In his speech yesterday, John McDonnell underlined his call for a big shift in the way our politicians think about not just austerity but borrowing. Swapping the orthodoxy of ‘borrowing-bad, cuts-good’ with a new emphasis on investment, the Shadow Chancellor hoped to lay the groundwork for Jeremy Corbyn’s Budget response next week (don’t forget Parliamentary convention means the Leader of the Opposition responds to Budgets).
Corbyn could seize on calls from Sajid Javid, a former banker, for more borrowing to invest in housing, using historically low interest rates and the state’s huge leverage to get bonds that would deliver much-needed funds for public services. And today the Institute for Government has a big report, ‘Public Versus Private’, on how both New Labour and the Tories often got the balance wrong. “Successive governments have had a clear bias for private finance when it comes to infrastructure,” it says. The IfG’s Nick Davies blogs for us on how ‘untested assumptions and personal biases’ led to the PFI explosion. Team McDonnell will be pleased.
McDonnell yesterday also repeated Labour’s call to pause the rollout of Universal Credit. As predicted, the Government failed to oppose the backbench vote on UC yesterday, and Frank Field spelled out more ‘horror’ stories of hardship. The Guardian has a story that Iain Duncan Smith’s CSJ think tank is calling for planned income tax cuts to be cancelled and the money used to reverse cuts to UniCredit. Meanwhile, productivity figures were again dire for Hammond yesterday. And Damian Green (remember him?) slipped out a statement that a green paper on social care would not now appear until next summer.
3. SMASHY, NICEY
Sajid Javid yesterday taught Hammond a lesson how to win favourable newspaper (and online) front pages by putting the politics into policy. The Communities’ Secretary’s speech, in which he attacked baby boomers for blocking young people’s hopes on housing, certainly had a great line. Brimming with anger, Javid said those “who have long since paid off their own mortgage” wrongly blame the housing crisis on an “over-entitled” Millennial generation spending their cash on “nights out and smashed avocados” rather than saving for a home.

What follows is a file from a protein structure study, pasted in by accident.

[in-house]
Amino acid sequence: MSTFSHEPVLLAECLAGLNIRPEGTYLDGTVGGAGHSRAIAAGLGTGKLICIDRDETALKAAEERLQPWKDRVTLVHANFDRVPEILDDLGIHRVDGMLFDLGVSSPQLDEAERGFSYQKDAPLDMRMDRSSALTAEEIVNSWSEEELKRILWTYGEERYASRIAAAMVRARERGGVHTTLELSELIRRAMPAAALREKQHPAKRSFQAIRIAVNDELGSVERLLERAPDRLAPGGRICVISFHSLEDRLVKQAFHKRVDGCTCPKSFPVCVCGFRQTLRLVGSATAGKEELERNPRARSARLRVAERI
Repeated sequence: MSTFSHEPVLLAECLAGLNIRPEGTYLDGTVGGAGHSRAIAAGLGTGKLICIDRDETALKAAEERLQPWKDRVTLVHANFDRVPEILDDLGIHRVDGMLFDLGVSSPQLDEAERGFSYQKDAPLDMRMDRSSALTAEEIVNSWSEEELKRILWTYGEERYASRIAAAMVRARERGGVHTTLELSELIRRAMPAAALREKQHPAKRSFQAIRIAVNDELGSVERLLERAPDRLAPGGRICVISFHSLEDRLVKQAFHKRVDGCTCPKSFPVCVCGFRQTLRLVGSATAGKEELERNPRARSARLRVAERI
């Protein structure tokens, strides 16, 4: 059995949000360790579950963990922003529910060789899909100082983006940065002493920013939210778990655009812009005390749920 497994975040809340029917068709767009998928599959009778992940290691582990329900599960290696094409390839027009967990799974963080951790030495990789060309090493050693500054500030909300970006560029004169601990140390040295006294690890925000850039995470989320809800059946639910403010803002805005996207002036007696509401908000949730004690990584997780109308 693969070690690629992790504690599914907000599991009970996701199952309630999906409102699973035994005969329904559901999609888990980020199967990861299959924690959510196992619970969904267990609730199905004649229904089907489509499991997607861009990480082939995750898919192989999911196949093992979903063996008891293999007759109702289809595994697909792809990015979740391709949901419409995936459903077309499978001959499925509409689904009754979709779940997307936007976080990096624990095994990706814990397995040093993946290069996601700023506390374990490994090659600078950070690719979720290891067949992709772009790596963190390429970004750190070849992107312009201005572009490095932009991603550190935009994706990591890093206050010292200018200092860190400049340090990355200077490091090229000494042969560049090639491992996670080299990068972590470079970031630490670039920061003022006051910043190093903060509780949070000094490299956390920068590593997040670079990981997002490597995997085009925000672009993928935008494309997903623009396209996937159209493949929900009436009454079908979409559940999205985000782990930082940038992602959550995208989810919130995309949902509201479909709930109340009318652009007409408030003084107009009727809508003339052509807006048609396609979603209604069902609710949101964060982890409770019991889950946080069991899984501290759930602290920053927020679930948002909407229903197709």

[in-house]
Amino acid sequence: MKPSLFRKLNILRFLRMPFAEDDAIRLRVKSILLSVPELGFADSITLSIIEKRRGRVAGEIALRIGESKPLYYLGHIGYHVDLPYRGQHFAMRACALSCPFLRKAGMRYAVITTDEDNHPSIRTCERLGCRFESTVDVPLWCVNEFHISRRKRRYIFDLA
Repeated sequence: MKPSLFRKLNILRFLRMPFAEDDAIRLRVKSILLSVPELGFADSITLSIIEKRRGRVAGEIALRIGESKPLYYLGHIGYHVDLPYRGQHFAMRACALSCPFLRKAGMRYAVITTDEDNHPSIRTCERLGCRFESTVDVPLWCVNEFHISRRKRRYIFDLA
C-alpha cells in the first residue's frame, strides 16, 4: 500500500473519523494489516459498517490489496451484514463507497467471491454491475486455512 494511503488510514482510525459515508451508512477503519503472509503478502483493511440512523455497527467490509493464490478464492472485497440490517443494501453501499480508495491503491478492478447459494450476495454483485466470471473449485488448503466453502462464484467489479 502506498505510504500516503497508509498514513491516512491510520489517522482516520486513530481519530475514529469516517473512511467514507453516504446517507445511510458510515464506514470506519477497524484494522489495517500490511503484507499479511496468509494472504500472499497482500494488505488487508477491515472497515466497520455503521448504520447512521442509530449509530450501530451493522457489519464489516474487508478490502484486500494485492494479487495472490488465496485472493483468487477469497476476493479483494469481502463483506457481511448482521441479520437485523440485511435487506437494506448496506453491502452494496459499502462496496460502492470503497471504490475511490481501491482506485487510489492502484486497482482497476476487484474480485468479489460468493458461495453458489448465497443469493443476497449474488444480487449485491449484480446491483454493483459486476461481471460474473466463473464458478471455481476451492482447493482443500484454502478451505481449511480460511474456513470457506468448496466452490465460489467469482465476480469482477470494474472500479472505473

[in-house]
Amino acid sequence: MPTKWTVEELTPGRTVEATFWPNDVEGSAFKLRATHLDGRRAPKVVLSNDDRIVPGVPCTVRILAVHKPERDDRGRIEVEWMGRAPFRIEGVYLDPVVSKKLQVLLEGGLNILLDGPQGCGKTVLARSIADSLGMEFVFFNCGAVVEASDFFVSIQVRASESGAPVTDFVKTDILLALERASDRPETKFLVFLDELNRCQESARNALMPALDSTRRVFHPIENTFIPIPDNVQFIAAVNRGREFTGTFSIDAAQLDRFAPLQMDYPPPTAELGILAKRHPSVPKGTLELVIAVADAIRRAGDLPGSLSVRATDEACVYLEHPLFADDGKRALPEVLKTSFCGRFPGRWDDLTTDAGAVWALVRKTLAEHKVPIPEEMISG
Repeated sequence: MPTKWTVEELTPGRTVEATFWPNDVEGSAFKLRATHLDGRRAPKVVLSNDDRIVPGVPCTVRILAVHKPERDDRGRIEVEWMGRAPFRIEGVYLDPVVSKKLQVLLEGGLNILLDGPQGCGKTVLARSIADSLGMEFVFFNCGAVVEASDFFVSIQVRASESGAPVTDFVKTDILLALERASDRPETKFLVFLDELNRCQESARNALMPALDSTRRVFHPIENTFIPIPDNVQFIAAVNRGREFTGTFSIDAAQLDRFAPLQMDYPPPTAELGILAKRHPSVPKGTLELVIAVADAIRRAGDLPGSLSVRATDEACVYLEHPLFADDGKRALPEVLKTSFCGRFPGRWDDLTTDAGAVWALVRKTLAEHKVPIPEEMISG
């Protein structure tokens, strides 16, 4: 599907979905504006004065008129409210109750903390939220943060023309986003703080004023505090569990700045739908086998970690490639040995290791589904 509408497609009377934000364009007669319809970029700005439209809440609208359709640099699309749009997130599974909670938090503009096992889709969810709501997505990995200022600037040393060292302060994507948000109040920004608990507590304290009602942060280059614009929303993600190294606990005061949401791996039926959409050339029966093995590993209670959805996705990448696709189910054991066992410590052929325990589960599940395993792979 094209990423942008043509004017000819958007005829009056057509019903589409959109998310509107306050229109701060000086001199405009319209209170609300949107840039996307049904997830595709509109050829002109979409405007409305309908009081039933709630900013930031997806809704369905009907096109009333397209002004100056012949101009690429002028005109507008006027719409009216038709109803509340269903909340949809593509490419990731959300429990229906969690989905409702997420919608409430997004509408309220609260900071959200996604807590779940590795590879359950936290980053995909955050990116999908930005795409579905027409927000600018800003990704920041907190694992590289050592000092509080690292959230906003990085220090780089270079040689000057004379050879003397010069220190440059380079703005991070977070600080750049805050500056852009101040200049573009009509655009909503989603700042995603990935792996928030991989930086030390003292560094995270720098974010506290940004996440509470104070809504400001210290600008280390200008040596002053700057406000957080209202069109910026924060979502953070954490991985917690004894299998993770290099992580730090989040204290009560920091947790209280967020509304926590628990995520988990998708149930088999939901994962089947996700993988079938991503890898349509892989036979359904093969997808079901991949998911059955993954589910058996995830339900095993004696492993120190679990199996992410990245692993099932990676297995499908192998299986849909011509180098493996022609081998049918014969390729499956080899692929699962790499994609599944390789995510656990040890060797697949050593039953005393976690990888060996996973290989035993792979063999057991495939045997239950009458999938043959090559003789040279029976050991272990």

Those words felt very much like a pop at Hammond for failing to agree anything big or bold on housing in his Budget. Treasury insiders suggest he’ll instead come at the problem from various angles, with tweaks and smaller pots of cash here and there, even if that risks sounding overly technical. Note too however that Javid parked his tanks on Hammond’s lawn, revealing that the Chancellor’s local Runnymede Council was one of 15 local authorities which had ‘incredibly’ not completed a local plan for new homes.
Javid gets that the Tories have to be nicer to the youth vote to have a hope of squeezing those Lab-Con micro-marginals into a Commons majority in 2022. Hammond’s defenders point out his own really radical idea is too radical for the PM: using more Green Belt land. And today Policy Exchange’s Susan Emmett has blogged for HuffPost on how “targeting sites on the edge of towns and cities would be more cost effective and deliver faster results”.